Surprisingly, it was a lot tougher than I thought originally when I was taking notes and laying out my world. In fact, the 1st edition of the book was set up much more like a world, where each page would only be able to to other pages; in the final edition I simplified the world by letting the reader visit any of the "base world" pages.

At first, my idea was to layout the entire puzzle on paper, then it would be easy enough to copy and paste the structure into a POD photobook website. This turned out not to be the case initially. Conceptually, it was easy enough coming up with a few puzzles that could be strung along with various ideas derived from the "artists." But understanding the relationship of where each page would be was a harder concept to build. Ideally, you want to "hide" whatever linearity in the puzzle you have throughout the book, instead of it being a simple read through.

In the end, probably laying out the world of the pages on note cards would've been much better initially. The ability to move things around visually would've greatly helped.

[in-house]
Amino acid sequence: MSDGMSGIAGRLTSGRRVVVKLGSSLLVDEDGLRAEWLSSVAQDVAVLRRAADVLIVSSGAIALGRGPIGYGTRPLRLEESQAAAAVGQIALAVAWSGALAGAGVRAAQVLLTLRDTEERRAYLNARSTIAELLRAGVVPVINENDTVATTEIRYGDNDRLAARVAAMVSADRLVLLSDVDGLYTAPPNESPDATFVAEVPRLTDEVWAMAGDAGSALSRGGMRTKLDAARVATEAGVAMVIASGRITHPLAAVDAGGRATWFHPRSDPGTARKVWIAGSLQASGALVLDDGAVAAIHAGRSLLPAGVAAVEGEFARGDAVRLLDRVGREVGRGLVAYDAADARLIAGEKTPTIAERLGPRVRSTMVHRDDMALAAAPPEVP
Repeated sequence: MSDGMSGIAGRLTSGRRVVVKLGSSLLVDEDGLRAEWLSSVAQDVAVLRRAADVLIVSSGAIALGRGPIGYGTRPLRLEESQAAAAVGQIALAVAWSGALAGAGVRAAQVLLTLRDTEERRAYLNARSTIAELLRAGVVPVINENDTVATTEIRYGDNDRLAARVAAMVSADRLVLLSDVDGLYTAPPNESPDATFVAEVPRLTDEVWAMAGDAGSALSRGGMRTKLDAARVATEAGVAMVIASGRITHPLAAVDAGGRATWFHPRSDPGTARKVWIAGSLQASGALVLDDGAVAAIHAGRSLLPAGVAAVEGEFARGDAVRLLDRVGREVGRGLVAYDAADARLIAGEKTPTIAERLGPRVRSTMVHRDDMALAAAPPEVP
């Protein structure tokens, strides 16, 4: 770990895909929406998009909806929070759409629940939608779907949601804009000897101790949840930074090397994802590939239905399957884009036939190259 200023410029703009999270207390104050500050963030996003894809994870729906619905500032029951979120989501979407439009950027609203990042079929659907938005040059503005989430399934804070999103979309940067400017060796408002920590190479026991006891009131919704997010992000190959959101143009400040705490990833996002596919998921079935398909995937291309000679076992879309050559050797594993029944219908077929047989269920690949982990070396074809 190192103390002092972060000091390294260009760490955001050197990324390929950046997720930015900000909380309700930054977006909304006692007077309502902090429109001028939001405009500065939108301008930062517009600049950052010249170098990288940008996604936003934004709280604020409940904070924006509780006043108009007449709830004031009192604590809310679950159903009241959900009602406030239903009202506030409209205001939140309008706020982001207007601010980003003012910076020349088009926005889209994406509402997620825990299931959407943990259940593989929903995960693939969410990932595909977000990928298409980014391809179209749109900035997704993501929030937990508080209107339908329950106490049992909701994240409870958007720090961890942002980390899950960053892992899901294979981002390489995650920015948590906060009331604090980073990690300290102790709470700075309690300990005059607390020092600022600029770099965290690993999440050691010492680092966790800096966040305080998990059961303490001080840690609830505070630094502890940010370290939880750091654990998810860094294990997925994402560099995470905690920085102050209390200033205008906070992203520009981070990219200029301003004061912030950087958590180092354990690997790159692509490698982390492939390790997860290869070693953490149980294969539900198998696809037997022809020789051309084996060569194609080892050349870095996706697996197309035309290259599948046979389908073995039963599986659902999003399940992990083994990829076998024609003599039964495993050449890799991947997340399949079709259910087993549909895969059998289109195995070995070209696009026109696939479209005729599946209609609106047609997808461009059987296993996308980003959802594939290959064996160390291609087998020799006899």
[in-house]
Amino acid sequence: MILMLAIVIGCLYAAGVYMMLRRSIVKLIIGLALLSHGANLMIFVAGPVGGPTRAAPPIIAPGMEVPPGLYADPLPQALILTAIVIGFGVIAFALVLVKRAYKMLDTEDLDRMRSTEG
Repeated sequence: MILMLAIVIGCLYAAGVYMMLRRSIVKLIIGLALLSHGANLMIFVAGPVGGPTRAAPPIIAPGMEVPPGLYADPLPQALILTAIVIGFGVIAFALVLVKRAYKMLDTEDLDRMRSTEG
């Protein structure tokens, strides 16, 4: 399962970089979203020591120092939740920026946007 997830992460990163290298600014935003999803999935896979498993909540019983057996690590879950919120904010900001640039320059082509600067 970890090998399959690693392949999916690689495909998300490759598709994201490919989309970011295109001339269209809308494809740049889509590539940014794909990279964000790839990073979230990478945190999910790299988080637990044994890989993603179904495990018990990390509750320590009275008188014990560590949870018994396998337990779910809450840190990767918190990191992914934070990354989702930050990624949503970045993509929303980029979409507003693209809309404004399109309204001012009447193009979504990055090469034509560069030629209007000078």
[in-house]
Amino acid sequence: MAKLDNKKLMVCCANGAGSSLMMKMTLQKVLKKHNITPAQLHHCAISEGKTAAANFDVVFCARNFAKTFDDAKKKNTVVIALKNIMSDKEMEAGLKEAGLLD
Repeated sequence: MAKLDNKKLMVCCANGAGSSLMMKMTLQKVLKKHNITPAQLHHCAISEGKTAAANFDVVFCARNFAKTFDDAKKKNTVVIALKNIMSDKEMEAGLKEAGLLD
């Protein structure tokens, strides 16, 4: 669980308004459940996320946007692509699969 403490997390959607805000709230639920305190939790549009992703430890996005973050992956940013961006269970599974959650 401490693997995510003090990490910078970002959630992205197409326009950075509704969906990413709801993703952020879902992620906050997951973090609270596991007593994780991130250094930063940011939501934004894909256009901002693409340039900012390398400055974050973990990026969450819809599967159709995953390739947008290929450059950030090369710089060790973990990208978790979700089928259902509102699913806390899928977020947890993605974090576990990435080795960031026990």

At some point, I realized that instead of a typical NSWE grid layout, I decided that a ring around a central page was better, with a few additional "secret passages" across the world.

In the end, it didn't matter much anyway, as my wife, who is ultimately the target for this book, found it a bit hard to comprehend. And while this above method worked, the need to considering your target market prevailed, so, the new current edition was built with no "mapping" of most of the world...the reader can go to any of the early pages as if all the characters are in the same location, only the later pages were locked, to be "unlocked" by the earlier pages.